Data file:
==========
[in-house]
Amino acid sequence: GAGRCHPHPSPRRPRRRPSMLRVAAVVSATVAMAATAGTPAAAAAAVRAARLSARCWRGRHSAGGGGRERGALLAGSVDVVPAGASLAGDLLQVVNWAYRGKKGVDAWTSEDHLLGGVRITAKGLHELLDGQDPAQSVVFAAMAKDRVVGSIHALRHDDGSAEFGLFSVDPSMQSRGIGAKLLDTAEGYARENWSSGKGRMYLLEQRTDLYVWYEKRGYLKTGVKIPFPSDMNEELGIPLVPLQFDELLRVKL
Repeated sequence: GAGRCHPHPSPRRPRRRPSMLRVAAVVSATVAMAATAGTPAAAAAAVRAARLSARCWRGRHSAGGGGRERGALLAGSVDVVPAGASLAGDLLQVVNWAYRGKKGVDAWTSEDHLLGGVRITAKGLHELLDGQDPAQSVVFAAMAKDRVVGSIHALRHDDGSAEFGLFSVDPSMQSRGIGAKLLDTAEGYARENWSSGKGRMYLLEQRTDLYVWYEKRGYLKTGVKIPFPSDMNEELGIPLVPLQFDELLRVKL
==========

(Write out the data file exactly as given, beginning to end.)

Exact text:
[in-house]
Amino acid sequence: GAGRCHPHPSPRRPRRRPSMLRVAAVVSATVAMAATAGTPAAAAAAVRAARLSARCWRGRHSAGGGGRERGALLAGSVDVVPAGASLAGDLLQVVNWAYRGKKGVDAWTSEDHLLGGVRITAKGLHELLDGQDPAQSVVFAAMAKDRVVGSIHALRHDDGSAEFGLFSVDPSMQSRGIGAKLLDTAEGYARENWSSGKGRMYLLEQRTDLYVWYEKRGYLKTGVKIPFPSDMNEELGIPLVPLQFDELLRVKL
Repeated sequence: GAGRCHPHPSPRRPRRRPSMLRVAAVVSATVAMAATAGTPAAAAAAVRAARLSARCWRGRHSAGGGGRERGALLAGSVDVVPAGASLAGDLLQVVNWAYRGKKGVDAWTSEDHLLGGVRITAKGLHELLDGQDPAQSVVFAAMAKDRVVGSIHALRHDDGSAEFGLFSVDPSMQSRGIGAKLLDTAEGYARENWSSGKGRMYLLEQRTDLYVWYEKRGYLKTGVKIPFPSDMNEELGIPLVPLQFDELLRVKL